...filled [the governorship] well and honestly and not without grace and brilliancy.

—Long

However, amidst abuses by corporations and unrest from labor unions, Long occasionally exhibited signs of awareness though never took strong stances on the conflicts.[2]

Strategist for Half-Breed Republicans

Long's support for civil service reform aligned him with the congressional "Half-Breeds" faction. Along with Massachusetts senators Henry Dawes and George F. Hoar, he tasked to formulate a strategy for the 1880 presidential election.[7]

Ultimately, the devised strategy was to push for staunch Half-Breed Vermont senator George F. Edmunds at the Republican National Convention to avoid nominating either Ulysses S. Grant, a favorite of the opposing congressional Stalwarts, or James G. Blaine, both of which opposed civil service reform.[7] Two factors contributed to caution surrounding the strategy, one being an abundance of carefulness not to reveal their plans too soon and the other pertaining to Edmunds' lack of enthusiasm for becoming president.

In early April of 1880, Sen. Hoar instructed political followers of Half-Breeds that the state needed to send men to the party convention with "no labels about their necks" while also sending at-large delegates to be labeled conspicuously as supporters of Edmunds.[7] The Massachusetts state convention later that month endorsed Edmunds for president. Edmunds ultimately was unable to garner enough votes to be nominated, though the Half-Breeds managed to block Grant from being selected.[7] A last-minute maneuvering involving supporters of Edmunds and Blaine led to the nomination of James A. Garfield, who went on to win the general election.

Death and legacy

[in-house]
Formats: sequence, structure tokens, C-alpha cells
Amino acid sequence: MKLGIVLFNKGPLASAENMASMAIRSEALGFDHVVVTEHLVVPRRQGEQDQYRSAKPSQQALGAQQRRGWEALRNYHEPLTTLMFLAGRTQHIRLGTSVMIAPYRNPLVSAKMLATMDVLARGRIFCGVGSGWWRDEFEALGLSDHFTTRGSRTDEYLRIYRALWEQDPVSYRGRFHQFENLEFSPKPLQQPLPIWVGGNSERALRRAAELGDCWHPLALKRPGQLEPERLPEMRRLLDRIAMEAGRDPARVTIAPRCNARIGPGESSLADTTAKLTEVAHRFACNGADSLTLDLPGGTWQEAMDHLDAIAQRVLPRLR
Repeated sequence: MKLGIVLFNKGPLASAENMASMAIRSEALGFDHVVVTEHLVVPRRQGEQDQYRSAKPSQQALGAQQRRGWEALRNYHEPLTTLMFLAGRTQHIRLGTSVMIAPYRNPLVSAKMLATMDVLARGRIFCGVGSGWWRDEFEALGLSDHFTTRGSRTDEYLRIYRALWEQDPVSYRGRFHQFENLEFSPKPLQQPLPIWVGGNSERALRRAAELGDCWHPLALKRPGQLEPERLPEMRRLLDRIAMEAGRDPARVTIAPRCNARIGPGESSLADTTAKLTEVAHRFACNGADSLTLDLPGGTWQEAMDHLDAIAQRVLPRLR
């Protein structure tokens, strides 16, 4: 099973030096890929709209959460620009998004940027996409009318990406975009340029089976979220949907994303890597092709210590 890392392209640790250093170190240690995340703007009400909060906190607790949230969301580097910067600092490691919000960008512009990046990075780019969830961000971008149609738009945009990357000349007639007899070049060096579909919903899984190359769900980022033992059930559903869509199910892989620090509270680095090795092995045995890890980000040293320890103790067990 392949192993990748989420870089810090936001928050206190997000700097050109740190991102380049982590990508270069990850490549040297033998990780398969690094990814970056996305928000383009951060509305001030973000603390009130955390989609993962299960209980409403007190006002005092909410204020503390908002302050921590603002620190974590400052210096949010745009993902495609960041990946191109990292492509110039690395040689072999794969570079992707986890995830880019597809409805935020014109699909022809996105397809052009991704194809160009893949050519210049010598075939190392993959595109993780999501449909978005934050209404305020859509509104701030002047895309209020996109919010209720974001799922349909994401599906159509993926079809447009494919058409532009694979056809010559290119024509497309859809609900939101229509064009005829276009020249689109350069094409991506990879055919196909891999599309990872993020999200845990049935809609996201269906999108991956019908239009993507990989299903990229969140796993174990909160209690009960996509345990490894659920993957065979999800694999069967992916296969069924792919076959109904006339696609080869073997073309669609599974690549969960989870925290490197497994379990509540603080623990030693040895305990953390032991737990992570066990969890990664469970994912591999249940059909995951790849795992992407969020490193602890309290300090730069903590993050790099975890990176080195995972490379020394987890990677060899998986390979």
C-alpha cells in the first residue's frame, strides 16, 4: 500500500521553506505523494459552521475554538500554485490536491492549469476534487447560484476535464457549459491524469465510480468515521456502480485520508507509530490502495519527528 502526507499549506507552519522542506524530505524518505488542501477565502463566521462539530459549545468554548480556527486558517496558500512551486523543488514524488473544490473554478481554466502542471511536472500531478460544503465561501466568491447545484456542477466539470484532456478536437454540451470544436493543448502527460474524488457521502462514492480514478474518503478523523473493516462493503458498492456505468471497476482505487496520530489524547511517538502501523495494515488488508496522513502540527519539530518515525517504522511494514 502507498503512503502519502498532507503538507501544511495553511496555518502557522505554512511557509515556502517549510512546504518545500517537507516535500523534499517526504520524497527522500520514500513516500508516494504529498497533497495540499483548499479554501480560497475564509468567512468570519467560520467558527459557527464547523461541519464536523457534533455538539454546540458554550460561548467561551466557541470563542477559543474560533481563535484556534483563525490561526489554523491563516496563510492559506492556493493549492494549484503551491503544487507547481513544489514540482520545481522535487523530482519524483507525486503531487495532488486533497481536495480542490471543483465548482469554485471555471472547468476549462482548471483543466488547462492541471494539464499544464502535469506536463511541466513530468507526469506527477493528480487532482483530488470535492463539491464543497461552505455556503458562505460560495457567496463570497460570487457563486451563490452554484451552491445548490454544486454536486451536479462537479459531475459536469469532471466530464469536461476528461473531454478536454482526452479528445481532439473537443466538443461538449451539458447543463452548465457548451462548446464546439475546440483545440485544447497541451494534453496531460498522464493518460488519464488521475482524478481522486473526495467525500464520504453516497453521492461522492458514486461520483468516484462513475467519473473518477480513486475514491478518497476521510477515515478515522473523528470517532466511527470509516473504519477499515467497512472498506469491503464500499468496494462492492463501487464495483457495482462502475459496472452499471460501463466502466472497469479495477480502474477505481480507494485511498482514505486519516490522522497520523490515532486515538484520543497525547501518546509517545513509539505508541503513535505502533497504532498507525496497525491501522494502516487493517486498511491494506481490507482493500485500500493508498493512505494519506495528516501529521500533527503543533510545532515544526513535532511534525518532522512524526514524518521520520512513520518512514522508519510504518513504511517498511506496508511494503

Long in his later years.

Long died on August 28, 1915 at the age of seventy-six. Governor Samuel W. McCall stated at a eulogy the following year:[8]

The Commonwealth will treasure his memory. This House will perpetuate him as one of her brightest traditions. His influence was good upon his time and the remembrance of him will be wholesome upon the future. His qualities were so well balanced, the direction he received from nature was so strongly towards the true path, it seemed harder for him to err than to do right. The element of fierce struggle within himself seemed to be lacking. We do not see in him that engrossing drama played in the lives of so many men who have borne a great part in the history of the world, of men who fall and then rise, who are swept from the right way and fight their way back to it again. But he had that happier inheritance that permitted him always to move forward and upward and that steadily made his life a sane and sweet influence upon his fellowmen.

—Governor Samuel Walker McCall, May 1916

References

  1. Hess, James W. (March 1960). John D. Long and Reform Issues in Massachusetts Politics, 1870-1889. JSTOR. Retrieved December 22, 2021.
  2. 2.0 2.1 2.2 2.3 2.4 2.5 2.6 2.7 John Davis Long Papers. Massachusetts Historical Society. Retrieved December 22, 2021.
  3. MA Governor Race - Nov 04, 1879. Our Campaigns. Retrieved December 22, 2021.
  4. MA Governor Race - Nov 02, 1880. Our Campaigns. Retrieved December 22, 2021.
  5. MA Governor Race - Nov 02, 1881. Our Campaigns. Retrieved December 22, 2021.
  6. Gov. John Davis Long. National Governors Association. Retrieved December 22, 2021.
  7. 7.0 7.1 7.2 7.3 Welch, Richard E., Jr. (1968). George Edmunds of Vermont: Republican Half-Breed, p. 67–68. Vermont History. Retrieved December 22, 2021.
  8. May 27, 1916. Honor the Memory of John D. Long. Boston College Libraries. Retrieved December 22, 2021.

External links